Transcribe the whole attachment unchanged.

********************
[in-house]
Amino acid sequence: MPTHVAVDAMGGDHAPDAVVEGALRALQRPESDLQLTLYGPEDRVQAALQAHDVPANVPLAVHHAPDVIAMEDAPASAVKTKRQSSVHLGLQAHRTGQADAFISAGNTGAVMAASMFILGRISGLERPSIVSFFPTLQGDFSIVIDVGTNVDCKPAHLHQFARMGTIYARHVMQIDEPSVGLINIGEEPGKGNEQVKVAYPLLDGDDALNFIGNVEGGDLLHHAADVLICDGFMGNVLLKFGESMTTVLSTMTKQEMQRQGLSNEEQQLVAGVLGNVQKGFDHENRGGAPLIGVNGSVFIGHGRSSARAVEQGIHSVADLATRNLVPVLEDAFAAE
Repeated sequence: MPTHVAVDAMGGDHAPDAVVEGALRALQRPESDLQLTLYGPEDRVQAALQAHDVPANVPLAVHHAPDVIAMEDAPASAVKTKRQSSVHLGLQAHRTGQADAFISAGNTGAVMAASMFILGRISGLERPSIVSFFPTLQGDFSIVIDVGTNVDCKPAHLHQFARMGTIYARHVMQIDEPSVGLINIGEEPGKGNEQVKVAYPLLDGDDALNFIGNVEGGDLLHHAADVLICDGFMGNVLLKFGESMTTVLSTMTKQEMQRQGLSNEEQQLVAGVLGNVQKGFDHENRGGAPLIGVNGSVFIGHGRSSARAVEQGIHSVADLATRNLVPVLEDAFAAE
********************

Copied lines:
[in-house]
Amino acid sequence: MPTHVAVDAMGGDHAPDAVVEGALRALQRPESDLQLTLYGPEDRVQAALQAHDVPANVPLAVHHAPDVIAMEDAPASAVKTKRQSSVHLGLQAHRTGQADAFISAGNTGAVMAASMFILGRISGLERPSIVSFFPTLQGDFSIVIDVGTNVDCKPAHLHQFARMGTIYARHVMQIDEPSVGLINIGEEPGKGNEQVKVAYPLLDGDDALNFIGNVEGGDLLHHAADVLICDGFMGNVLLKFGESMTTVLSTMTKQEMQRQGLSNEEQQLVAGVLGNVQKGFDHENRGGAPLIGVNGSVFIGHGRSSARAVEQGIHSVADLATRNLVPVLEDAFAAE
Repeated sequence: MPTHVAVDAMGGDHAPDAVVEGALRALQRPESDLQLTLYGPEDRVQAALQAHDVPANVPLAVHHAPDVIAMEDAPASAVKTKRQSSVHLGLQAHRTGQADAFISAGNTGAVMAASMFILGRISGLERPSIVSFFPTLQGDFSIVIDVGTNVDCKPAHLHQFARMGTIYARHVMQIDEPSVGLINIGEEPGKGNEQVKVAYPLLDGDDALNFIGNVEGGDLLHHAADVLICDGFMGNVLLKFGESMTTVLSTMTKQEMQRQGLSNEEQQLVAGVLGNVQKGFDHENRGGAPLIGVNGSVFIGHGRSSARAVEQGIHSVADLATRNLVPVLEDAFAAE